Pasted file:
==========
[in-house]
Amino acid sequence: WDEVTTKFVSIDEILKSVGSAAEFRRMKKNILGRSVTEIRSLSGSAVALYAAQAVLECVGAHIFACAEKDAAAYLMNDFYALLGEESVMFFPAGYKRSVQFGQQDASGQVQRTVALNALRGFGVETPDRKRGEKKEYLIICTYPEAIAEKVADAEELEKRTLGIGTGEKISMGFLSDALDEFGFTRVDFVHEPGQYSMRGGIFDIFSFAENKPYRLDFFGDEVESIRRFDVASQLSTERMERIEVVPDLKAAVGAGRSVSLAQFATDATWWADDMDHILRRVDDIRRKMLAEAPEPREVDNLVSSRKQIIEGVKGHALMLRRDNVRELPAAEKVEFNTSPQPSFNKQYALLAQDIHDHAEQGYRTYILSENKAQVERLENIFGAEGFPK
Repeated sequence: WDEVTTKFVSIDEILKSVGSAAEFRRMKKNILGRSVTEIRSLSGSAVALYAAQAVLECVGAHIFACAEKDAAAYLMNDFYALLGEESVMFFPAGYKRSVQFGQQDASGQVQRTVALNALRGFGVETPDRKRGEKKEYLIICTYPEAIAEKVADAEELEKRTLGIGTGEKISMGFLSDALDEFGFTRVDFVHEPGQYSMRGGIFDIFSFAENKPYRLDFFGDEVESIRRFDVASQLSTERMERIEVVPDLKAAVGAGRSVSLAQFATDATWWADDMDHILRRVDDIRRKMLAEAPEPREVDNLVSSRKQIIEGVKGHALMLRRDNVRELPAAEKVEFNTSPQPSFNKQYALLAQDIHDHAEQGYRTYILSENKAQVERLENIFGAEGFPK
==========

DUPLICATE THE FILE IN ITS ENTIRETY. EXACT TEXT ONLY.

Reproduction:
[in-house]
Amino acid sequence: WDEVTTKFVSIDEILKSVGSAAEFRRMKKNILGRSVTEIRSLSGSAVALYAAQAVLECVGAHIFACAEKDAAAYLMNDFYALLGEESVMFFPAGYKRSVQFGQQDASGQVQRTVALNALRGFGVETPDRKRGEKKEYLIICTYPEAIAEKVADAEELEKRTLGIGTGEKISMGFLSDALDEFGFTRVDFVHEPGQYSMRGGIFDIFSFAENKPYRLDFFGDEVESIRRFDVASQLSTERMERIEVVPDLKAAVGAGRSVSLAQFATDATWWADDMDHILRRVDDIRRKMLAEAPEPREVDNLVSSRKQIIEGVKGHALMLRRDNVRELPAAEKVEFNTSPQPSFNKQYALLAQDIHDHAEQGYRTYILSENKAQVERLENIFGAEGFPK
Repeated sequence: WDEVTTKFVSIDEILKSVGSAAEFRRMKKNILGRSVTEIRSLSGSAVALYAAQAVLECVGAHIFACAEKDAAAYLMNDFYALLGEESVMFFPAGYKRSVQFGQQDASGQVQRTVALNALRGFGVETPDRKRGEKKEYLIICTYPEAIAEKVADAEELEKRTLGIGTGEKISMGFLSDALDEFGFTRVDFVHEPGQYSMRGGIFDIFSFAENKPYRLDFFGDEVESIRRFDVASQLSTERMERIEVVPDLKAAVGAGRSVSLAQFATDATWWADDMDHILRRVDDIRRKMLAEAPEPREVDNLVSSRKQIIEGVKGHALMLRRDNVRELPAAEKVEFNTSPQPSFNKQYALLAQDIHDHAEQGYRTYILSENKAQVERLENIFGAEGFPK